About 3% of world population is infected with Hepatitis C virus (HCV). HCV infection often leads to chronic hepatitis and about one third of patients develop cirrhosis and a minority of those develops hepatocellular carcinoma. The infection is also associated with fatty liver disease. HCV replicates its RNA genome within ribonucleoprotein complexes (RNP) consisting of viral and host cellular factors. One such host factor, termed oxysterol binding protein (OSBP) was identified by an affinity based approach by us. Subsequent studies revealed that OSBP was necessary for HCV secretion/release with no obvious effect on intracellular RNA replication. It belongs to group of proteins referred to as phosphatidyinosito-4 phosphate (PI4P)-interacting proteins. In this application, we focus on the investigation of OSBP and two other PI4P-interacting proteins, CERT and GOLPH3 in HCV maturation/secretion pathway. Role of Golgi kinase PKD in HCV maturation will also investigated. HCV maturation/secretion, which likely occurs in the Golgi compartment, is widely believed to occur in association with very low density lipoprotein (VLDL) particles. We propose to characterize the HCV maturation process through Golgi compartments by confocal laser microscopy and immunofluorescence in the context of OSBP and VLDL secretory pathway. VLDL particles are secreted via specialized VLDL transport vesicles (VTVs). Using an established biochemical fractionation procedure of isolation of VTVs, we propose to determine the association of HCV components with VTVs. Characterization of VTVs in HCV infected cells containing HCV virion components is of fundamental importance in understanding the HCV morphogenesis. Identification of host factors involved in this assembly/secretion process will also open new avenues for designing novel antiviral strategies. These studies will reveal unique insights into the mechanisms of HCV maturation, secretion and budding processes and provide a unique model for other RNA viruses.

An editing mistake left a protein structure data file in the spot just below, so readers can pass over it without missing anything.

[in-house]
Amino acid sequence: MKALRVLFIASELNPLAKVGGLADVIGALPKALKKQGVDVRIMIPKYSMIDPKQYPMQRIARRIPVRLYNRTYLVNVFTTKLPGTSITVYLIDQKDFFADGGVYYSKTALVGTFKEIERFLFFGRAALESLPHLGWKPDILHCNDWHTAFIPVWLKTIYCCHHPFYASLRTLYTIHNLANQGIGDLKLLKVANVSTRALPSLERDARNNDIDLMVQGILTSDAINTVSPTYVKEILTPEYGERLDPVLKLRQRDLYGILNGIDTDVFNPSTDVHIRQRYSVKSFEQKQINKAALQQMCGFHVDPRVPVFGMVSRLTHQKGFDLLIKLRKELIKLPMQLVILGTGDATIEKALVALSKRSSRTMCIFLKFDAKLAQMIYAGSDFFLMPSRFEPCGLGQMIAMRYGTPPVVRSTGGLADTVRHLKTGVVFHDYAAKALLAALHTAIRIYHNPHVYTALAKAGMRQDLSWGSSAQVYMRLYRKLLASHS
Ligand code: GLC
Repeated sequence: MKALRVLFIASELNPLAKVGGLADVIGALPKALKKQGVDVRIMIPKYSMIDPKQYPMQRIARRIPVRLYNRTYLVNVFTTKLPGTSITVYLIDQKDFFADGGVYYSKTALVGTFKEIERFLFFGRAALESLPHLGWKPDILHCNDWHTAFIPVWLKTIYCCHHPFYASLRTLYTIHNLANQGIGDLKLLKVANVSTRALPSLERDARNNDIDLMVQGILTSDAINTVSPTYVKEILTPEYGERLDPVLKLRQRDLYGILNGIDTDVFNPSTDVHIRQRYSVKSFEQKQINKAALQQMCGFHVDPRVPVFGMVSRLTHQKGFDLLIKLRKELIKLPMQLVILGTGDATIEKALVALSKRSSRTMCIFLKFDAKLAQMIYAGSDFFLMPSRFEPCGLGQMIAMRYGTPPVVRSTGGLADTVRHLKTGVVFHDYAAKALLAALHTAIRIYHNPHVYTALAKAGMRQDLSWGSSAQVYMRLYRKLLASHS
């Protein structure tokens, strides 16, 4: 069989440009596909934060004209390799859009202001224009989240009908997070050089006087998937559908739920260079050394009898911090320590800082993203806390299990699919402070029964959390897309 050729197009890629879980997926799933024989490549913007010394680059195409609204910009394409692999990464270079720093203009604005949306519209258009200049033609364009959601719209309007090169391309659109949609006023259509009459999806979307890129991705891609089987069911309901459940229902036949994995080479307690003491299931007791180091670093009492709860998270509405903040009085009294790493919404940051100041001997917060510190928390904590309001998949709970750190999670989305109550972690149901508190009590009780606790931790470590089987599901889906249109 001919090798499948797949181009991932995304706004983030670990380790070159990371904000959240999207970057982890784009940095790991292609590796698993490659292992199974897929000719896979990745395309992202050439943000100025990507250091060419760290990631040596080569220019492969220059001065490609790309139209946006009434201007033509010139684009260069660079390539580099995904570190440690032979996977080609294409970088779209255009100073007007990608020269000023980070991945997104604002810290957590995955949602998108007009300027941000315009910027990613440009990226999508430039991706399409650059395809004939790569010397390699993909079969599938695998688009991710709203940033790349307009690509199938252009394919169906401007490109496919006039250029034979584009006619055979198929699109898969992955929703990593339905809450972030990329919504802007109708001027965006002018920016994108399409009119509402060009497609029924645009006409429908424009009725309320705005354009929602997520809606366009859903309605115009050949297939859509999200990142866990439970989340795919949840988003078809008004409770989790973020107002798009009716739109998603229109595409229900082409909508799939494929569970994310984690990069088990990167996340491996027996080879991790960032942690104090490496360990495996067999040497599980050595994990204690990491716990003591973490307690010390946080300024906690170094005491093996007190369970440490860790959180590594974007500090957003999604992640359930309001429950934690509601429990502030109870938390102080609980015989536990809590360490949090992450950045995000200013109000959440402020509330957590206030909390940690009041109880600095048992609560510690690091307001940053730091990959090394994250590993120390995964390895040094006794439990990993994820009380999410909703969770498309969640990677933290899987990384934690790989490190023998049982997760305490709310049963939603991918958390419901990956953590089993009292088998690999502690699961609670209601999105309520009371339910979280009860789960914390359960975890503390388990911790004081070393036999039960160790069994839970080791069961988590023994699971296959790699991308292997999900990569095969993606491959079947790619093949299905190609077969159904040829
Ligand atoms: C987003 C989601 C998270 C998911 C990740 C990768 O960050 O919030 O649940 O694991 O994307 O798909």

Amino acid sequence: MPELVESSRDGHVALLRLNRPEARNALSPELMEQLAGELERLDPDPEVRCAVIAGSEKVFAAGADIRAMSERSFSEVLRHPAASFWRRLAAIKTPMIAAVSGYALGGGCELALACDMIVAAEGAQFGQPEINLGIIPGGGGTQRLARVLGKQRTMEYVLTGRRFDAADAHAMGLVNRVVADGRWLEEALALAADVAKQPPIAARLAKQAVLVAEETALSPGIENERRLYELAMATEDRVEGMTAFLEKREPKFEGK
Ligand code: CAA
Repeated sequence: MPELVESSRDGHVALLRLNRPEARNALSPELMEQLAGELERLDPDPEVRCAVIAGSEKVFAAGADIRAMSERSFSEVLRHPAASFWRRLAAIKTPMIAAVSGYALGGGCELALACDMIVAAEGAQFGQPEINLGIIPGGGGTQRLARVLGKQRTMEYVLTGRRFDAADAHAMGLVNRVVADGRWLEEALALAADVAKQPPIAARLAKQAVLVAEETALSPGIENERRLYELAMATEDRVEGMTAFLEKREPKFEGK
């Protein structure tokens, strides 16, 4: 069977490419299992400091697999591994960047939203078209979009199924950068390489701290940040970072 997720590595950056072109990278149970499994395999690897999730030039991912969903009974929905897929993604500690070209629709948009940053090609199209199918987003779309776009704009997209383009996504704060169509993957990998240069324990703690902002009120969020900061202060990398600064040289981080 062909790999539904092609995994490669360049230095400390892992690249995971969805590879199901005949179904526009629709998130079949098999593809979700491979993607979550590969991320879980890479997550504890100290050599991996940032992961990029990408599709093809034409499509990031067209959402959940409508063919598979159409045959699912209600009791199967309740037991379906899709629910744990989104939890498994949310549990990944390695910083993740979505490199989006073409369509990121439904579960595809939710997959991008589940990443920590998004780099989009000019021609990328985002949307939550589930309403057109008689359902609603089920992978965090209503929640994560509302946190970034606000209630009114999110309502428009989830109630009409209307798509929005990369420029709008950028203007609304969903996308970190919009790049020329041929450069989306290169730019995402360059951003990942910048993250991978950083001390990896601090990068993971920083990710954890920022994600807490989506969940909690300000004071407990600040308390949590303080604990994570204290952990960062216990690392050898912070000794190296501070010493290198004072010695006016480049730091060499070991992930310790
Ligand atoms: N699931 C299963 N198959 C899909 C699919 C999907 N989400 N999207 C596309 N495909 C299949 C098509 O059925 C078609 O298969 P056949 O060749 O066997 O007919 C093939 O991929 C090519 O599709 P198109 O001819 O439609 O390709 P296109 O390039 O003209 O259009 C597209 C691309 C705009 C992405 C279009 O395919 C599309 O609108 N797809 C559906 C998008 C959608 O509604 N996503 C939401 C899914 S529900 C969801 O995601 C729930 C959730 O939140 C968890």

HCV infections progresses to cirrhosis, steatosis, and liver cancer and are the leading indications for liver transplants thus representing a major public health burden. About 3% of world population is infected with HCV.
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